These may be coming at scale by 2025 and could reduce the carbon footprint of an EV battery by nearly 40%, take an 80% charge in 15 minutes instead of 30 and have a longer cycle life of charges and discharges, giving cars equipped with them better long-term value. That said, a solid-state battery revolution is still nebulous enough that I rank this concern fairly low, but I also don’t want to be that last guy who bought a laptop running on nickel metal hydrides.
Byzantine tax incentives
The US federal tax incentives for buying a plug-in car recently changed and became a complicated eye of a needle, with an estimated 70% of new EVs failing to qualify fully or even partially over the next couple of years. The new rules scrutinize the origin of key materials, the price of the car and where it’s assembled. Carmakers are rejiggering their processes to check the new boxes, but in the meantime many desirable electric cars will effectively cost thousands more than they might later. Since I like used cars, this one is rather low on my list, but perhaps No. 1 for you.
The other car with a plug
I’ve long thought that plug-hybrid electric vehicles are the unsung heroes of green driving, at least in the interim between now and truly widespread EV adoption. The latest PHEVs can handle most or all of your daily driving without combustion and easily segue into long trips using gas — goodbye range anxiety. The downside is that they are less elegant machines, with two powertrains and an admittedly complicated story, but try telling that to Akio Toyoda, whose family business knows a thing or two about hybrids and remains committed to them at scale. It might also surprise you to know that a ranking by transport analysis consultancy TNMT slots PHEVs lower in carbon footprint than a pure electric car.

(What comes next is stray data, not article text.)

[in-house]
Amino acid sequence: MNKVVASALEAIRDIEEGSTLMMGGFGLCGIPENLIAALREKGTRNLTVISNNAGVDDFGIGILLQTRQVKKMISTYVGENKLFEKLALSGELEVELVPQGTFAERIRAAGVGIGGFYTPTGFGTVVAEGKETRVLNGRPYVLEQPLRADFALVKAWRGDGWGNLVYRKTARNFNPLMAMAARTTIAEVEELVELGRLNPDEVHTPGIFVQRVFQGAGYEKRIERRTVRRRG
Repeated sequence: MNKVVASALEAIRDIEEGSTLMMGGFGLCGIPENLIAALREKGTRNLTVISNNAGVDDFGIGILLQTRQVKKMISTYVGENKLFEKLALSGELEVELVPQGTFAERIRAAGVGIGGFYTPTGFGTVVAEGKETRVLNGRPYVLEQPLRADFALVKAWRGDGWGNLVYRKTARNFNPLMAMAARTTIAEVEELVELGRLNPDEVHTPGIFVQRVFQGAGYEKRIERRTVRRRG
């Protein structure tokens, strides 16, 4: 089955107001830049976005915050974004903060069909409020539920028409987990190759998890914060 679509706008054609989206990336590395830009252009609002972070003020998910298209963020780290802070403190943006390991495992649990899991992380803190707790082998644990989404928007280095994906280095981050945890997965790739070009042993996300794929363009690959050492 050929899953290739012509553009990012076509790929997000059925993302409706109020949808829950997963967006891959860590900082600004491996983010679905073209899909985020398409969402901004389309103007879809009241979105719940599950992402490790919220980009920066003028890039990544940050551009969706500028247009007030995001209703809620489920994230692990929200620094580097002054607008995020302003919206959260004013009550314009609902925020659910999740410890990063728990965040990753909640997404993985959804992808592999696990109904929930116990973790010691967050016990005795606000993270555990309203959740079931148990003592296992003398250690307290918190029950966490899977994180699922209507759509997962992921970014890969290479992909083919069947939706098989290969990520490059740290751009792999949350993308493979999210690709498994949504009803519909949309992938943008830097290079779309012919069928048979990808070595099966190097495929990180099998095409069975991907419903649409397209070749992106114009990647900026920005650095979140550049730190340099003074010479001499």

Fewer miles to improve
I drive much less since COVID, and I think that’s permanent. Commuting, shopping and my interest in dining out have simply changed. I now go days without getting into a car, unheard of a couple of years ago. That means the benefits of any EV I might buy would have a lot fewer miles to act upon, apropos to the cost and emissions earn-back conundrums I mentioned above.
A weak link
I don’t like single points of infrastructure failure, and electric cars help create one as we supposedly electrify everything. Now, I will always have several cars, most of them combustion, but if you’re thinking of making an EV your sole vehicle right now, think twice, or at least shop for one that can be a power source, not just a power consumer.
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At this point I’ve probably enraged the Tesla-rati, tree huggers and coal rollers alike, but my work has taught me to be a clear-eyed consumer, not an early adopter. I want more model choice, inventory size, technological maturation, purchasing leverage and federal incentive applicability than exist today. Waiting for those will only bring me better tech and a more informed perspective.